Saturday, January 21, 2017

Back for Another Try

I've tried many times to get back to this blog and found it impossible to post pictures, thereby abandoning the effort.  I have obviously finally figured out my mistake, so here I am again.  In the interim, I have been writing in my journal.  I have the idea to scan the pages and try to post them here to keep things up to date.  The content will be more personal and introspective, but certainly I have nothing to hide.  I want to cover the interval between the present and the last entry on this blog.  It's for my own sense of completeness that I do this.  I like to have a printed version of the blog, and the pictures are an important part of that. goes:

Well after trying for an hour, I finally figured out how to do this.  I have a new printer, which doesn't help.  This is the first scan I've tried.  It might be better to take a picture and then put it.  Whatever...that's all I can handle at the moment.  I leave it to Marilyn to sign off for today.

Thursday, October 06, 2016

So, About a Month Later, and Poetry

Well, it's been awhile.  Yesterday I drove to Bangor and the Airline Road was bursting with colorful trees.  Had I not been worried about being late to my appointment, I could have enjoyed the drive more, but the more relaxed way back was glorious.  It seems like just the other day I was extolling the beauty of Spring.  Now Fall brings a different beauty with other emotional overtones.  I guess it is like late middle life when you compare it with a human life-span.  There is beauty without anticipation of more to almost hysterical beauty brought on by knowledge of the looming Winter.  I've wondered if people experience the seasons as we do in other climates.  The changes are more subtle as you move away from the equator.  When I visited the southwest, I thought I understood why "manana" was such a pervasive idea.  With the days so much the same, there is really no reason to hurry.  What can be done today can easily be done tomorrow.  Of course my perceptions of life in hot climates is based on the very superficial observations of a perspiring tourist who couldn't believe anybody would chose to live there.

The top picture is the view from my window, magnified by the zoom of my camera.  In summer there are sailboat races in the bay, bringing gentility.  The rest of the year I see fishing boats and cargo ships in their place, working.  The bottom............a slice of Eastport life in warm weather.  There is a group of men who walk their dogs past my house almost every day.  Sometimes the group is bigger.  It is such a happy group of guys, most of them who are here only in the summer.  I asked them if I could take their picture, and then I did this painting of them.  It made me happy every time I worked on it, and now it makes me happy hanging on my kitchen wall.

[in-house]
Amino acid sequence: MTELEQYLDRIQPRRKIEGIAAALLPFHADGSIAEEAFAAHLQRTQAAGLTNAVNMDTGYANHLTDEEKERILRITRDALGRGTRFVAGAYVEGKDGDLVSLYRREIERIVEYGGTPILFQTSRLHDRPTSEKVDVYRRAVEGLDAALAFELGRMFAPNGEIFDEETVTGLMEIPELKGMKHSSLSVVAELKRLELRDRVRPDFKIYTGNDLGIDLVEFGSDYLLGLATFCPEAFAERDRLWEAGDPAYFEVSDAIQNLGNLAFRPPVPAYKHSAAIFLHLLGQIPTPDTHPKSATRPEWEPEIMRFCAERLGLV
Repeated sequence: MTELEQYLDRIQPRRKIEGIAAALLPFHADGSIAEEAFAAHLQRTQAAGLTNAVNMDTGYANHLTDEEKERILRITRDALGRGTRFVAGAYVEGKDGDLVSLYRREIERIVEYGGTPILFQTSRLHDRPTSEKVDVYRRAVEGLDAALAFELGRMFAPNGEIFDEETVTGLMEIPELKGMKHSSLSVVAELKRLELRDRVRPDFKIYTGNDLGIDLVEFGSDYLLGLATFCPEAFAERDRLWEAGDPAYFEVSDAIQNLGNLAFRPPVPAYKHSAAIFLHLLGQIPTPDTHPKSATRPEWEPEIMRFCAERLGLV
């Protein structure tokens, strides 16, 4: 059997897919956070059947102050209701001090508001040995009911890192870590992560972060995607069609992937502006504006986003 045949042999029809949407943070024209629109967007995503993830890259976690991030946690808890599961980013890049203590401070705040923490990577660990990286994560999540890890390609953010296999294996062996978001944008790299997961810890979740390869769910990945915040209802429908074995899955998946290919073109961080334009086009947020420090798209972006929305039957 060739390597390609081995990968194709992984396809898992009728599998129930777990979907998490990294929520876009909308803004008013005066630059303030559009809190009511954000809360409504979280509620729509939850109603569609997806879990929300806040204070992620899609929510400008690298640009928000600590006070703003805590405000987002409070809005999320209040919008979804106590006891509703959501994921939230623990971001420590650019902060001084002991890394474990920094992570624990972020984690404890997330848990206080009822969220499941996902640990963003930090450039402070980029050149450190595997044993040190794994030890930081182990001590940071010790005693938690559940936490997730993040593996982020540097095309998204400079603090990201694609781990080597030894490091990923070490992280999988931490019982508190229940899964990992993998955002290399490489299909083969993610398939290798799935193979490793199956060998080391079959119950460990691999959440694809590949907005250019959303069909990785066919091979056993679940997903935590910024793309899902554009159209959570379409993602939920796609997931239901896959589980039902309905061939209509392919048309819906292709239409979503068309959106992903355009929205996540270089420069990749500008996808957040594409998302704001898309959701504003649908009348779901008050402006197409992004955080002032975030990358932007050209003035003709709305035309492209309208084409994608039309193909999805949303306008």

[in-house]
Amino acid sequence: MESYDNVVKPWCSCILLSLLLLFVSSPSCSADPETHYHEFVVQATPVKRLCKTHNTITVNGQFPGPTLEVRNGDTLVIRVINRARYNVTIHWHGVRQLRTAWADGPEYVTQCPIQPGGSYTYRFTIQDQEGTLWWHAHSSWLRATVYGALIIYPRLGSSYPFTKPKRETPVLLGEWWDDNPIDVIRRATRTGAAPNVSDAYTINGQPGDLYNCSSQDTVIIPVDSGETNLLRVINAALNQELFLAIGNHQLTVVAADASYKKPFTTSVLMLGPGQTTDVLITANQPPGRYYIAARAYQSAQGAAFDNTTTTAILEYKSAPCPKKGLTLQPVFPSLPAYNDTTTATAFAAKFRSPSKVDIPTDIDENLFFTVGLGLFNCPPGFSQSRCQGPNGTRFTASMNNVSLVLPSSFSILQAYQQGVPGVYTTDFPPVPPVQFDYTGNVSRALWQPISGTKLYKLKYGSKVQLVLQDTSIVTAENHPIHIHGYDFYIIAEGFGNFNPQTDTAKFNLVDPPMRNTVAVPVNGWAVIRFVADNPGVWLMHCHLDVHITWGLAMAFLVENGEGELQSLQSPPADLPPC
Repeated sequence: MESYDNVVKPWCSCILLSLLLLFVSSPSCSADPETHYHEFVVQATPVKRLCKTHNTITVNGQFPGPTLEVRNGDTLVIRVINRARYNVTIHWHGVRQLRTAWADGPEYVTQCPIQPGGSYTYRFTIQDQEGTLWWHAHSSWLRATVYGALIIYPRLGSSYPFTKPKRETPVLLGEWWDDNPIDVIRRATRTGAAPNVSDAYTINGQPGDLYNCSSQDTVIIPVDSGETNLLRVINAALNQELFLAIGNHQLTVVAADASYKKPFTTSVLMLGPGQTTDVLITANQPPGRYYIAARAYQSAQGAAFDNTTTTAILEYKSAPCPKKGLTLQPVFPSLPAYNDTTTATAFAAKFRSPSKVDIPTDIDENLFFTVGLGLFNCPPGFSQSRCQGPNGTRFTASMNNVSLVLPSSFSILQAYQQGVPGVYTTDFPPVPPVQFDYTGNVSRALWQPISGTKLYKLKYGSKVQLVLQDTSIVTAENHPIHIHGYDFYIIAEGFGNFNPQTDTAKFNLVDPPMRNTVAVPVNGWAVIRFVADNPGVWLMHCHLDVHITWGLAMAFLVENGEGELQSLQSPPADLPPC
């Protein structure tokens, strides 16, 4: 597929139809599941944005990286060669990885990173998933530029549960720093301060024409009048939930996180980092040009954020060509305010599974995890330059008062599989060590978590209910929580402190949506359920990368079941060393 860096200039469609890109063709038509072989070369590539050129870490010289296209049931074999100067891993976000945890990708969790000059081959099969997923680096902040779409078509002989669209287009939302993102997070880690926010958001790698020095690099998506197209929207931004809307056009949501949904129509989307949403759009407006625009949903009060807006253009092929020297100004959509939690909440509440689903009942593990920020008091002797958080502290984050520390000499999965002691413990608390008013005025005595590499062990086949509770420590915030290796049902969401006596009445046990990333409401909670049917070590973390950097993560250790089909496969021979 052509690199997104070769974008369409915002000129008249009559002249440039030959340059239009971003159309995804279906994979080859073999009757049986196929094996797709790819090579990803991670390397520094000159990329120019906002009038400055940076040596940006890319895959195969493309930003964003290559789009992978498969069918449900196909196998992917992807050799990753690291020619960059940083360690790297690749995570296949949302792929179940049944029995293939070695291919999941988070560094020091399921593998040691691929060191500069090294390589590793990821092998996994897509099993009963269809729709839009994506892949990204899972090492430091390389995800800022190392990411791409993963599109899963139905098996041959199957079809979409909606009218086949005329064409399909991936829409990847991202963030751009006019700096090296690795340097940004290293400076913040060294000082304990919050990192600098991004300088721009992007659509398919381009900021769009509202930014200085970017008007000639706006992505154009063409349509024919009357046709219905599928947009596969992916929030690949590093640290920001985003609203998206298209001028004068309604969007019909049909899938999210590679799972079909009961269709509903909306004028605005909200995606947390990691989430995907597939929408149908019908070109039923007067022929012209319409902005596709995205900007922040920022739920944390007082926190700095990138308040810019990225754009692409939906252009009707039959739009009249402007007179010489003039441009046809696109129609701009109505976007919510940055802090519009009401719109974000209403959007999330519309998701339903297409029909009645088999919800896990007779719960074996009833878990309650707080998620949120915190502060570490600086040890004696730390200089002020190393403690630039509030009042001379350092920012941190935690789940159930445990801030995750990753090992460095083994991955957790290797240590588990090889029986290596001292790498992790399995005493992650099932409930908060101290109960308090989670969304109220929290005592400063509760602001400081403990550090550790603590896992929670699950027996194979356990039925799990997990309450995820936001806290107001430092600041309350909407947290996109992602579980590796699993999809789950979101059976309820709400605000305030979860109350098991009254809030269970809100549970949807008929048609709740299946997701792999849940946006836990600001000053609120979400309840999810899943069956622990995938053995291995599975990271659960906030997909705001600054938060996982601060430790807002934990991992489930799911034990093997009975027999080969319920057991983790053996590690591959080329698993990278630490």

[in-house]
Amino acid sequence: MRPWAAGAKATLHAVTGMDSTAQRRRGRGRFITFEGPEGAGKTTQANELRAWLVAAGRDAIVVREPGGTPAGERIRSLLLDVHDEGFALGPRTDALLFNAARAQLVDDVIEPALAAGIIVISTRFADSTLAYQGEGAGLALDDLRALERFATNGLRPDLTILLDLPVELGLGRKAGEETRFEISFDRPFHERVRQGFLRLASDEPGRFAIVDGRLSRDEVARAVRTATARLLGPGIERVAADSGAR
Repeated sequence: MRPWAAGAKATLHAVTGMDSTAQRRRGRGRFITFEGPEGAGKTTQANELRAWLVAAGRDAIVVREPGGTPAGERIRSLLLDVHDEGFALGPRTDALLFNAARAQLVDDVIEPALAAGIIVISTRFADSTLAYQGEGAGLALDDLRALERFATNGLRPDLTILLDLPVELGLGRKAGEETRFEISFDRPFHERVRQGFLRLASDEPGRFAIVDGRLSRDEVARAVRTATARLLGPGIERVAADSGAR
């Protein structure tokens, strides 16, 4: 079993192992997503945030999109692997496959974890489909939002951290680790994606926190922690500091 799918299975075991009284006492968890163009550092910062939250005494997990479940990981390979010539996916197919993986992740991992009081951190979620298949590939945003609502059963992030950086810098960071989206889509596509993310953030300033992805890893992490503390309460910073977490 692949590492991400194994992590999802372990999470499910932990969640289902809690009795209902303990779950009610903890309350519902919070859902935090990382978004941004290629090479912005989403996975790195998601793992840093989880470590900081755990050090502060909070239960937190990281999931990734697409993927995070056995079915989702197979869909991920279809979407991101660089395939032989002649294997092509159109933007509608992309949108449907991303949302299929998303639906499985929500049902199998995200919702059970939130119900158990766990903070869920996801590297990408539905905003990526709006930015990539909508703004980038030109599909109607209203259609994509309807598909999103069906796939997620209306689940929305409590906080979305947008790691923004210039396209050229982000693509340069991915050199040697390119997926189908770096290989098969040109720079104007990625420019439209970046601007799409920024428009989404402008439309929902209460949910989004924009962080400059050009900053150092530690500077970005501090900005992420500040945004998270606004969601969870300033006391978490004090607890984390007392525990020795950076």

As I got ready to sit down and drink my coffee this morning, I came across a book that came with a set of CD's I have of poetry being read.  The book talks about the authors of the poems, who wrote between 1888 and 2006.  It appeared among some forgotten books I was moving to a different spot.  As I thumbed through it, I wished that I was inclined to read more, and a bigger variety.  As it is I spend only about an hour and a half every day on the couch with a book.  I read mostly novels, but there was a time when I listened to tapes, and later CD's, of poems being read by their authors while I painted.  What a sad thing that I stopped doing that.  Poetry ads a whole new dimension to life.  It puts you in another place where things are contemplated and beautifully stated.  The words themselves are the same as what we hear coming out of our mouths every day, yet they are arranged in such a way as to elevate the language, and therefore our thoughts and feelings.